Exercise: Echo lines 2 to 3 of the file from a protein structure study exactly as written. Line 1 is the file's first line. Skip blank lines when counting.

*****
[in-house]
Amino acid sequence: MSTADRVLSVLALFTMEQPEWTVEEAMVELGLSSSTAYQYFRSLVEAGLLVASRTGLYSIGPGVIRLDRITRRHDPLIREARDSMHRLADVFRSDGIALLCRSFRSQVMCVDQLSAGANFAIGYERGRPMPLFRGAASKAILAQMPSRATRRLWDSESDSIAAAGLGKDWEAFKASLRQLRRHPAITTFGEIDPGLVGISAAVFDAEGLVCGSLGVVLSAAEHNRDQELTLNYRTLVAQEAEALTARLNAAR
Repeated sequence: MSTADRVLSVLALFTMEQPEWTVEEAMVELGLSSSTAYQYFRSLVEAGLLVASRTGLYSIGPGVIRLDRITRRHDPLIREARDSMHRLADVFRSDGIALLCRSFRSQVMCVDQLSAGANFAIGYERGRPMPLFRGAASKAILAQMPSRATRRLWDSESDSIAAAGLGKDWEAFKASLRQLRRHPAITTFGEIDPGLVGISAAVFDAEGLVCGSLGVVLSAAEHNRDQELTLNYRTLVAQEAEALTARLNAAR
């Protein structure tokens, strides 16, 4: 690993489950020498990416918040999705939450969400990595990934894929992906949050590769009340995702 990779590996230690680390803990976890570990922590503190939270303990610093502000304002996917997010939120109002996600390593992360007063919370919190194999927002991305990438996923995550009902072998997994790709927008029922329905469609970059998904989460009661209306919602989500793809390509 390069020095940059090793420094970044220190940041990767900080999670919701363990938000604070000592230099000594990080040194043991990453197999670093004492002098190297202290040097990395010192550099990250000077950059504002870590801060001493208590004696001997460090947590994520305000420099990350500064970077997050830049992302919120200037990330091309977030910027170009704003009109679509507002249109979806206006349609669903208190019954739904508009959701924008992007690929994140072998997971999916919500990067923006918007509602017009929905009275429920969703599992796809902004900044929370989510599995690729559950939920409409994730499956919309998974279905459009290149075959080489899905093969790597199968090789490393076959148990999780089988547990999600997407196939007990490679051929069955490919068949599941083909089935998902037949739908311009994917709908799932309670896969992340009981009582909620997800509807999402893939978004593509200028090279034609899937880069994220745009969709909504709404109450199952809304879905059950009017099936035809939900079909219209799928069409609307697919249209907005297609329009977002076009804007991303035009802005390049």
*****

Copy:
Amino acid sequence: MSTADRVLSVLALFTMEQPEWTVEEAMVELGLSSSTAYQYFRSLVEAGLLVASRTGLYSIGPGVIRLDRITRRHDPLIREARDSMHRLADVFRSDGIALLCRSFRSQVMCVDQLSAGANFAIGYERGRPMPLFRGAASKAILAQMPSRATRRLWDSESDSIAAAGLGKDWEAFKASLRQLRRHPAITTFGEIDPGLVGISAAVFDAEGLVCGSLGVVLSAAEHNRDQELTLNYRTLVAQEAEALTARLNAAR
Repeated sequence: MSTADRVLSVLALFTMEQPEWTVEEAMVELGLSSSTAYQYFRSLVEAGLLVASRTGLYSIGPGVIRLDRITRRHDPLIREARDSMHRLADVFRSDGIALLCRSFRSQVMCVDQLSAGANFAIGYERGRPMPLFRGAASKAILAQMPSRATRRLWDSESDSIAAAGLGKDWEAFKASLRQLRRHPAITTFGEIDPGLVGISAAVFDAEGLVCGSLGVVLSAAEHNRDQELTLNYRTLVAQEAEALTARLNAAR